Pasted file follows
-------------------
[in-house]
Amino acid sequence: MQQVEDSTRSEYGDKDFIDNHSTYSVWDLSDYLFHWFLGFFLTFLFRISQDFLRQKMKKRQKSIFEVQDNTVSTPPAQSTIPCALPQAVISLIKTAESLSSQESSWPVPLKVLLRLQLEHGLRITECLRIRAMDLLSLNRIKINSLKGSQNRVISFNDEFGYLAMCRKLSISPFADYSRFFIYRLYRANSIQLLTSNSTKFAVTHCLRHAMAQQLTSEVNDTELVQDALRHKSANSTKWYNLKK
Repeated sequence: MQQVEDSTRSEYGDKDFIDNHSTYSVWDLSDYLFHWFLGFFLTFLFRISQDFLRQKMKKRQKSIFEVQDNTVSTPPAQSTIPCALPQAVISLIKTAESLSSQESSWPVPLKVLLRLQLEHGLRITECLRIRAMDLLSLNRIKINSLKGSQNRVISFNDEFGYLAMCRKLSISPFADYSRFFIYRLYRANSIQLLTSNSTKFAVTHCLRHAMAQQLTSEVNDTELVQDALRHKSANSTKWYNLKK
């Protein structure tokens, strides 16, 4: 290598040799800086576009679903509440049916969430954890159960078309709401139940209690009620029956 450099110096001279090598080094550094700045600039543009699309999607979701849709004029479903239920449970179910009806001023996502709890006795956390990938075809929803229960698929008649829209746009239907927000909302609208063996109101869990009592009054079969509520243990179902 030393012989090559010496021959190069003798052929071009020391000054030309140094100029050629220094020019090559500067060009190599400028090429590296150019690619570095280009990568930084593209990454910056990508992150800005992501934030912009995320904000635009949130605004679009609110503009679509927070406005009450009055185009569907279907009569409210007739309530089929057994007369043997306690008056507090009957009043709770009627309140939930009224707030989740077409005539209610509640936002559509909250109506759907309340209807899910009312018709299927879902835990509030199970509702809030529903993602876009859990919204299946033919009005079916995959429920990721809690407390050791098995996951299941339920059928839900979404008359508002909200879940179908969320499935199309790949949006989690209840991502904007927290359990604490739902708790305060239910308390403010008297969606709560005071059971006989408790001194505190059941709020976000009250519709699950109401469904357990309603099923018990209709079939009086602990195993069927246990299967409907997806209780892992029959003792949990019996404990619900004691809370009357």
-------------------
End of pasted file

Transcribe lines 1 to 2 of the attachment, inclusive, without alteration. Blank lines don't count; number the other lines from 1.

[in-house]
Amino acid sequence: MQQVEDSTRSEYGDKDFIDNHSTYSVWDLSDYLFHWFLGFFLTFLFRISQDFLRQKMKKRQKSIFEVQDNTVSTPPAQSTIPCALPQAVISLIKTAESLSSQESSWPVPLKVLLRLQLEHGLRITECLRIRAMDLLSLNRIKINSLKGSQNRVISFNDEFGYLAMCRKLSISPFADYSRFFIYRLYRANSIQLLTSNSTKFAVTHCLRHAMAQQLTSEVNDTELVQDALRHKSANSTKWYNLKK